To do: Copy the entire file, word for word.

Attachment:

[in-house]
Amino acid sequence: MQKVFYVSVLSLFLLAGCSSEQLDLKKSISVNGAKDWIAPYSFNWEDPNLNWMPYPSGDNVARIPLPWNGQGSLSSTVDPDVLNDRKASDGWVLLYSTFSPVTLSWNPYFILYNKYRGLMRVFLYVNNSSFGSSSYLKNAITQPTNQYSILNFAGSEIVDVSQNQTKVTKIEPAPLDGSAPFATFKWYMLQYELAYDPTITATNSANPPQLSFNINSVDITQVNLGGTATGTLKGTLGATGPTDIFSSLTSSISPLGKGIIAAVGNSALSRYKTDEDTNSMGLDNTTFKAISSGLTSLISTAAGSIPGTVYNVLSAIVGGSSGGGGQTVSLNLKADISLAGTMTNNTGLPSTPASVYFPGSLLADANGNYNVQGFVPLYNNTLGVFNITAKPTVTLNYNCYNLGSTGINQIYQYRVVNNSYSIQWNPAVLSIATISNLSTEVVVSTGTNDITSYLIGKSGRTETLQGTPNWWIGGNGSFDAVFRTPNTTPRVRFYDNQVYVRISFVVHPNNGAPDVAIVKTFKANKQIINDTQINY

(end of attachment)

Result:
[in-house]
Amino acid sequence: MQKVFYVSVLSLFLLAGCSSEQLDLKKSISVNGAKDWIAPYSFNWEDPNLNWMPYPSGDNVARIPLPWNGQGSLSSTVDPDVLNDRKASDGWVLLYSTFSPVTLSWNPYFILYNKYRGLMRVFLYVNNSSFGSSSYLKNAITQPTNQYSILNFAGSEIVDVSQNQTKVTKIEPAPLDGSAPFATFKWYMLQYELAYDPTITATNSANPPQLSFNINSVDITQVNLGGTATGTLKGTLGATGPTDIFSSLTSSISPLGKGIIAAVGNSALSRYKTDEDTNSMGLDNTTFKAISSGLTSLISTAAGSIPGTVYNVLSAIVGGSSGGGGQTVSLNLKADISLAGTMTNNTGLPSTPASVYFPGSLLADANGNYNVQGFVPLYNNTLGVFNITAKPTVTLNYNCYNLGSTGINQIYQYRVVNNSYSIQWNPAVLSIATISNLSTEVVVSTGTNDITSYLIGKSGRTETLQGTPNWWIGGNGSFDAVFRTPNTTPRVRFYDNQVYVRISFVVHPNNGAPDVAIVKTFKANKQIINDTQINY